Methods

The prospective study was approved by the Ethics Committee of Center for Tuberculosis Control and Prevention of China. Written informed consent was obtained from every participant or surrogate before enrolment.

Patient's enrollment

This study consists of a cohort of patients with pulmonary TB and who have received DOTS treatment in four geographically and economically diverse areas of China. This cohort was previously established in the study entitled ‘Anti-tuberculosis Drugs induced Adverse Reactions in China National Tuberculosis Prevention and Control Scheme Study’ (ADACS) [2]. In brief, between October 2007 and June 2008, 6,460 smear-positive patients who receive standard short-course chemotherapy recommended by CNTS were initially identified in 52 counties of 4 provinces using the stratified, cluster and probability proportional to size (PPS) sampling method. Among them, 155 patients did not meet the study inclusion criteria and 1,817 patients did not respond to the study. Therefore, a total of 4,488 patients were enrolled into the cohort. The differences in terms of age and sex between the 4,488 remainders and 1,817 non-responders were not statistically significant (Data not shown).

Investigation and monitoring

At the enrollment, eligible patients were interviewed with a questionnaire that collects information on demography, medical history, co-morbidities, diagnosis of TB, previous anti-TB treatment and current use of medication. During the study, the patients were asked to take a list of laboratory examinations prior to the initiation of anti-TB treatment, and repeat again during 1 to 2 months following the initiation of treatment. The lab examinations included blood and urine routine tests, serum alanine aminotransferase (ALT), aspartate aminotransferase (AST) and total bilirubin (TBil) tests, renal function tests, and hepatitis B surface antigen (HBsAg) tests. For those patients with suspected ATLI, a third examination was conducted. All tests were completed at the local decentralized laboratories of Center for Disease Control and Prevention (CDC) in China using uniform reagents and equipments corrected with standard sample from China national CDC laboratory.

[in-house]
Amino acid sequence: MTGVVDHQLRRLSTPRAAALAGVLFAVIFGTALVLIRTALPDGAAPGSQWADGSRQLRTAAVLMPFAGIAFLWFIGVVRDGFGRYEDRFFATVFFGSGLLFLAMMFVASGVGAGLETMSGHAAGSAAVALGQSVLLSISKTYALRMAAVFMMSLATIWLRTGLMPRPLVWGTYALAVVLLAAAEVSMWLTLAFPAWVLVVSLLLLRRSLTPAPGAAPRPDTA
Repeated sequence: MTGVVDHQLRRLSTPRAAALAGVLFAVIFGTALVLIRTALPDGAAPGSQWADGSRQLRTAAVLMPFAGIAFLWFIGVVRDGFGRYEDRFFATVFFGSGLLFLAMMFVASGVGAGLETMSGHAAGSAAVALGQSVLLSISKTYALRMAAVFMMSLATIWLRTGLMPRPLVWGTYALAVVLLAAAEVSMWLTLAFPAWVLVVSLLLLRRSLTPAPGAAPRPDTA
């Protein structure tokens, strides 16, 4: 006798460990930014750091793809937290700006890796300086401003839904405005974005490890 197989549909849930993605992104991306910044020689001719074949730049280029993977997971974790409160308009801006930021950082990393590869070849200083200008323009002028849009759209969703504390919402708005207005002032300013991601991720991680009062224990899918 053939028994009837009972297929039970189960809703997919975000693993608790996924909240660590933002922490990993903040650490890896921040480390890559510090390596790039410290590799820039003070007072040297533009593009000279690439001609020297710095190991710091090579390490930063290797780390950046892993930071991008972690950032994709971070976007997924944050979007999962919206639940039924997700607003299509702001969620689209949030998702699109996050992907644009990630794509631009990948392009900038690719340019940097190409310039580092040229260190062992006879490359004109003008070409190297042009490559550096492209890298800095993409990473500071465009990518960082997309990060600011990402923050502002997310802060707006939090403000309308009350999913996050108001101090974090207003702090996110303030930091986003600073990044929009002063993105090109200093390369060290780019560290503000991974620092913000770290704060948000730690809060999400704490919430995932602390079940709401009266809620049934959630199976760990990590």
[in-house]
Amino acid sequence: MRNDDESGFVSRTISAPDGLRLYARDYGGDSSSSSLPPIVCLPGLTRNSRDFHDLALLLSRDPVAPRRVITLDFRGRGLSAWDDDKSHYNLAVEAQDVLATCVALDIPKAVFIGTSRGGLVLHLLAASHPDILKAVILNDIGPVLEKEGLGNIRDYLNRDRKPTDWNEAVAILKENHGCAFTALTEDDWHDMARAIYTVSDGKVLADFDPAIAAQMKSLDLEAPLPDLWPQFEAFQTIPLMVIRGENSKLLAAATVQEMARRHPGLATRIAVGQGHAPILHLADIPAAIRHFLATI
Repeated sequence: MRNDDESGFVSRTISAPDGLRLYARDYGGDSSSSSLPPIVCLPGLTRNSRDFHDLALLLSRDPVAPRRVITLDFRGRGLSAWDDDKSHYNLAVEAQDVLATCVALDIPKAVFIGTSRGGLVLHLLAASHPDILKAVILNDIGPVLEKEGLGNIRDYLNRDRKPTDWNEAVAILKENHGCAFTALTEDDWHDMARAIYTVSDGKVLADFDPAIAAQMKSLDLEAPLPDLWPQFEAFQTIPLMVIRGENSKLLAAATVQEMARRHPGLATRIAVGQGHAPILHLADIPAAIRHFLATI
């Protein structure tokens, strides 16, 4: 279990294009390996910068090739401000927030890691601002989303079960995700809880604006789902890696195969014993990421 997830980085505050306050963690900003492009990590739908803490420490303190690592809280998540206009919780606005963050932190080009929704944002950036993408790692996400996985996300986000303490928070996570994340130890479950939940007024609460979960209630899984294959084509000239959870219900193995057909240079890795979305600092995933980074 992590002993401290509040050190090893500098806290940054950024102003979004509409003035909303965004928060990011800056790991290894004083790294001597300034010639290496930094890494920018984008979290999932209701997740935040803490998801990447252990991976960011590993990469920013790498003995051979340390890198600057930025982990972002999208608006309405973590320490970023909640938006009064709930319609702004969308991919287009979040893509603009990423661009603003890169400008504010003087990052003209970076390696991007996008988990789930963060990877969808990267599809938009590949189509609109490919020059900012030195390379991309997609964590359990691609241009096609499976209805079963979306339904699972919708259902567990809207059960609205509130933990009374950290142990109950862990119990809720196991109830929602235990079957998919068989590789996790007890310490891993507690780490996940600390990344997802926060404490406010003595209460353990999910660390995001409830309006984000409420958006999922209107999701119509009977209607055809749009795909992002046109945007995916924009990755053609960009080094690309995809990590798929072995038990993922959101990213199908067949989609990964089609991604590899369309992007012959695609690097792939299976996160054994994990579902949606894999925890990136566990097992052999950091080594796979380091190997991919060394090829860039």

Patients receiving primary TB treatment were monitored for 6 months, while patients with re-treatment TB were monitored for 8 months. The first 2-month period was defined as the intensive treatment phase, in which primary and re-treatment patients took HRZE and HRZES combination, respectively. The subsequent 4 or 6-month period was defined as the consolidation treatment phase, in which patients took HR and HRE combination respectively. According to CNTS, patients whose status does not change to negative for smear results during the intensive treatment phase needed to extend the intensive phase by 1 month.

During the monitoring period, patients were instructed to fill in the ADACS calendars, which were designed to record patients' self-reported sign/symptoms and drug usages. The listed feelings were discomforts, including nausea, vertigo, headache, diarrhea, arthralgia, paresthesia, visual and auditory abnormal feelings. Meanwhile, the supervising doctors monitored patients for hepatotoxicity symptoms according to DOTS and check the ADACS calendars every other day. The patients were asked to report to their supervising doctors once they could no longer bear the discomfort as a result of treatment or had symptoms of hepatitis (such as nausea, anorexia, vomiting, diarrhea, icterus, etc.). If the supervising doctors suspected the cause was ATLI, the patients would be referred to CDC doctors for further examinations and ATLI investigations. The ATLI investigation procedure would be initiated as well if patients had abnormal lab results within 1 to 2 months following the anti-TB treatment, even if patients did not experience any notable symptoms.

The Center for Drug Reassessment (CDR) of Chinese State Food and Drug Administration was responsible for adjudicating all the suspected ATLI cases, which were submitted online by each study site. National Adverse Drug Reactions Monitoring system of the CDR checked the report, evaluated the causality of drugs and events, and confirmed the ATLI status of the patient. During the adjudication process, the causality assessment followed the standards developed by WHO Uppsala Monitoring Centre system [2] which classifies the association as certain, probable/likely, possible, unlikely, conditional/unclassified or inaccessible/unclassifiable.

Once a suspected ATLI was identified, the investigator would trace the patient's ATLI treatment, prognosis, and clinical features, as well as the outcome of anti-TB treatment. In this study, Anti-TB treatment outcomes were recorded and classified into two categories: successful outcomes (defined as the completion of treatment and patients being cured) and unsuccessful outcomes, including treatment failure, deaths of patients, default or patients being transferred out [13].